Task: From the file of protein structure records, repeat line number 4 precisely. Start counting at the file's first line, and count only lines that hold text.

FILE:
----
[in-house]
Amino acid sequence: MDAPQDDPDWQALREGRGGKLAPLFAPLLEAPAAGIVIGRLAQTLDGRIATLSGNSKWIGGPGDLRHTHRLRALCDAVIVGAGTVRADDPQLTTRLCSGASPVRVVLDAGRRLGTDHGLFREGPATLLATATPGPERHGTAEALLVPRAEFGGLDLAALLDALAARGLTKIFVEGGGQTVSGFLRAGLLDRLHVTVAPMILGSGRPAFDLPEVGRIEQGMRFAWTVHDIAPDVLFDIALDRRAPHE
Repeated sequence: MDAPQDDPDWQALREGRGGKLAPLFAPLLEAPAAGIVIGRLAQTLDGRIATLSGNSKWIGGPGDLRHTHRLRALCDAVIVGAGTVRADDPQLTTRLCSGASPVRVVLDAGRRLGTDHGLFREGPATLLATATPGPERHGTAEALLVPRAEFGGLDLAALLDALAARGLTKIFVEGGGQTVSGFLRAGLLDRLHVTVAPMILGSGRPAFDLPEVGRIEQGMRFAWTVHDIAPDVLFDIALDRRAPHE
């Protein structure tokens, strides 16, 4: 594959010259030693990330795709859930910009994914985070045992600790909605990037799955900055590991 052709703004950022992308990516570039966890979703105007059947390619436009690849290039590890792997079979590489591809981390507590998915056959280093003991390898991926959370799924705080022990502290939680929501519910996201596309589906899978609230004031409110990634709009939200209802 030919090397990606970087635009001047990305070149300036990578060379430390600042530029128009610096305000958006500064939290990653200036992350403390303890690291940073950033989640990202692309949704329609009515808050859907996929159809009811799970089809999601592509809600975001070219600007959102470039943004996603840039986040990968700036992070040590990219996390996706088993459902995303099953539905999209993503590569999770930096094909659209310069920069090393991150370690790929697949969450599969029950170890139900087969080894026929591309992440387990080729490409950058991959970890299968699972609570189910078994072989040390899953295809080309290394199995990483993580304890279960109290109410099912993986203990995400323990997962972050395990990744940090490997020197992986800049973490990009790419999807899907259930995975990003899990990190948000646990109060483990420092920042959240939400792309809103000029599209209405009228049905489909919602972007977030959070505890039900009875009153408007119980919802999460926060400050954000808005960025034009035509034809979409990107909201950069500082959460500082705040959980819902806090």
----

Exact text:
């Protein structure tokens, strides 16, 4: 594959010259030693990330795709859930910009994914985070045992600790909605990037799955900055590991 052709703004950022992308990516570039966890979703105007059947390619436009690849290039590890792997079979590489591809981390507590998915056959280093003991390898991926959370799924705080022990502290939680929501519910996201596309589906899978609230004031409110990634709009939200209802 030919090397990606970087635009001047990305070149300036990578060379430390600042530029128009610096305000958006500064939290990653200036992350403390303890690291940073950033989640990202692309949704329609009515808050859907996929159809009811799970089809999601592509809600975001070219600007959102470039943004996603840039986040990968700036992070040590990219996390996706088993459902995303099953539905999209993503590569999770930096094909659209310069920069090393991150370690790929697949969450599969029950170890139900087969080894026929591309992440387990080729490409950058991959970890299968699972609570189910078994072989040390899953295809080309290394199995990483993580304890279960109290109410099912993986203990995400323990997962972050395990990744940090490997020197992986800049973490990009790419999807899907259930995975990003899990990190948000646990109060483990420092920042959240939400792309809103000029599209209405009228049905489909919602972007977030959070505890039900009875009153408007119980919802999460926060400050954000808005960025034009035509034809979409990107909201950069500082959460500082705040959980819902806090």